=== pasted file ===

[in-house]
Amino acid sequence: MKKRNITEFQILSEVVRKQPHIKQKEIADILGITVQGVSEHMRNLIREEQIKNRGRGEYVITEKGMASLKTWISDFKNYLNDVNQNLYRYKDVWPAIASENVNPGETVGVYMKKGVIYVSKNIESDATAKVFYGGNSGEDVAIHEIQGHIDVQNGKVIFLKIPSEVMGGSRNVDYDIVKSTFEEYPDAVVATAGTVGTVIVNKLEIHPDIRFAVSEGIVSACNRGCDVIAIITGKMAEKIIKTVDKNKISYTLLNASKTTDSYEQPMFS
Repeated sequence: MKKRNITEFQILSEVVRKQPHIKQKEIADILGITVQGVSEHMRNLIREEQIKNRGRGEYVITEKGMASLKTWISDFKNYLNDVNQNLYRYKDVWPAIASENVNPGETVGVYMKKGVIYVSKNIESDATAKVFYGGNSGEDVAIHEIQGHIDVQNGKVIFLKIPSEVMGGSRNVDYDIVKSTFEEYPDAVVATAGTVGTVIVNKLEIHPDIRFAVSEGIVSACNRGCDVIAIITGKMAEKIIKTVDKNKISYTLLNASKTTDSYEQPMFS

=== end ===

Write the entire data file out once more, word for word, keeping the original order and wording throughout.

[in-house]
Amino acid sequence: MKKRNITEFQILSEVVRKQPHIKQKEIADILGITVQGVSEHMRNLIREEQIKNRGRGEYVITEKGMASLKTWISDFKNYLNDVNQNLYRYKDVWPAIASENVNPGETVGVYMKKGVIYVSKNIESDATAKVFYGGNSGEDVAIHEIQGHIDVQNGKVIFLKIPSEVMGGSRNVDYDIVKSTFEEYPDAVVATAGTVGTVIVNKLEIHPDIRFAVSEGIVSACNRGCDVIAIITGKMAEKIIKTVDKNKISYTLLNASKTTDSYEQPMFS
Repeated sequence: MKKRNITEFQILSEVVRKQPHIKQKEIADILGITVQGVSEHMRNLIREEQIKNRGRGEYVITEKGMASLKTWISDFKNYLNDVNQNLYRYKDVWPAIASENVNPGETVGVYMKKGVIYVSKNIESDATAKVFYGGNSGEDVAIHEIQGHIDVQNGKVIFLKIPSEVMGGSRNVDYDIVKSTFEEYPDAVVATAGTVGTVIVNKLEIHPDIRFAVSEGIVSACNRGCDVIAIITGKMAEKIIKTVDKNKISYTLLNASKTTDSYEQPMFS